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Risk & Repeat: Shadow Brokers' dump shakes IT industry

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In part two of Risk & Repeat's podcast on the Equation Group, SearchSecurity editors discuss the zero-day vulnerabilities discovered in the Shadow Brokers' data dump.

The Shadow Brokers' dump of hacking tools and zero-day vulnerabilities from the Equation Group has IT vendors scrambling to patch the flaws as the identity of the hacking group remains a mystery.

Major vendors such as Cisco and Fortinet have reacted to the dump with patches addressing some of the zero-day bugs in the Shadow Brokers' dump. But the flaws have led to questions about the nature of the cyberweapons and vulnerabilities. How long they have been kept secret by the Equation Group and the National Security Agency, and what other flaws and hacking tools may be coming from the Shadow Brokers?

What does this mean for mean for the U.S. government's cybersecurity policy and its stance on security vulnerabilities? How will the Shadow Brokers' dump affect and potentially undermine enterprise security? And what effect will this controversy have on the government's effort to gain access to encrypted data?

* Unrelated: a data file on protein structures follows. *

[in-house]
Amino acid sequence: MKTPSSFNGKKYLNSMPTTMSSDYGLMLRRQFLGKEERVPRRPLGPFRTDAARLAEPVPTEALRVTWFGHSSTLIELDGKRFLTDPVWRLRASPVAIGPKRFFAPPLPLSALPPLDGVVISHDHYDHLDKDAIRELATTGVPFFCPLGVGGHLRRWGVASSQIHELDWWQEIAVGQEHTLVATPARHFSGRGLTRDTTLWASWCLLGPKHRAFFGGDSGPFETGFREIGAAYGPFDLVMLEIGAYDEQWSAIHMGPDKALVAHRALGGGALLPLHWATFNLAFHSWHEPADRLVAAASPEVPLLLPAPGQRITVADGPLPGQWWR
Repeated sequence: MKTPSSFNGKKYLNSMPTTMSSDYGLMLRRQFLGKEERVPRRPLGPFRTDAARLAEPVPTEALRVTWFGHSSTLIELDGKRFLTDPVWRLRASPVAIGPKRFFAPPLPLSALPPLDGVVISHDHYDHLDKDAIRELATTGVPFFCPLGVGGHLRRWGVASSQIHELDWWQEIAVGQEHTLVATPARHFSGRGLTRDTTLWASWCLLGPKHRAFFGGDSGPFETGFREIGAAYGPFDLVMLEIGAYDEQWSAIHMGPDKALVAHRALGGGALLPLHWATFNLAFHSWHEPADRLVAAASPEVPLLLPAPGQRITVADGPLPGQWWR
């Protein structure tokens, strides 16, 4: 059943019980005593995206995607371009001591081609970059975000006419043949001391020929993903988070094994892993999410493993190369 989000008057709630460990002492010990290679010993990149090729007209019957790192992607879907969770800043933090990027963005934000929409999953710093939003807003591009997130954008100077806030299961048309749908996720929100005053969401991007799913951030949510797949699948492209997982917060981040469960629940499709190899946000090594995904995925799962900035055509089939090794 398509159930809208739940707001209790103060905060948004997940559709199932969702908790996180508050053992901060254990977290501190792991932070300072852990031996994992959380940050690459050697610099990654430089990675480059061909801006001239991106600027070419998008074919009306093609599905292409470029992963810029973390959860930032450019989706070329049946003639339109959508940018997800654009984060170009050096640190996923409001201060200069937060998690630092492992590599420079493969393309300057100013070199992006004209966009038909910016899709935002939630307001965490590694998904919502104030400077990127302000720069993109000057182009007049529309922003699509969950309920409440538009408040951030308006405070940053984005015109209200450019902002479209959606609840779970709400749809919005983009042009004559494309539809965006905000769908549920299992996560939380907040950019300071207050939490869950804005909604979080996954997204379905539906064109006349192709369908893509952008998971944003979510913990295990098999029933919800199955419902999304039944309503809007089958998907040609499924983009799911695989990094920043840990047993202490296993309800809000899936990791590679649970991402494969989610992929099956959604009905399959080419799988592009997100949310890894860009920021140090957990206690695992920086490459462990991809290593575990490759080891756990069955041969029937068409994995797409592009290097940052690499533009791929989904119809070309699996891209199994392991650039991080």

In part one of this Risk & Repeat podcast, editors Rob Wright and Peter Loshin discussed the Shadow Brokers' auction of these cyberweapons and the Equation Group's controversial ties to the National Security Agency. In part two of the podcast, the editors examine the effect of the Shadow Brokers' data dump and what it means for major IT vendors as well as the U.S. government.

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How will the Equation Group hack affect the IT industry and government policy regarding zero-day vulnerabilities?
Is it possible that the cyber security industry is becoming an unwitting "protection racket" by failing to disclose the vulnerabilities which are now being designated "cyber weapons" by the U.S. Government and which tools are being used by the Equation tookits?  The secrecy will damage national security itself because no one will be able to determine what is a real and present danger?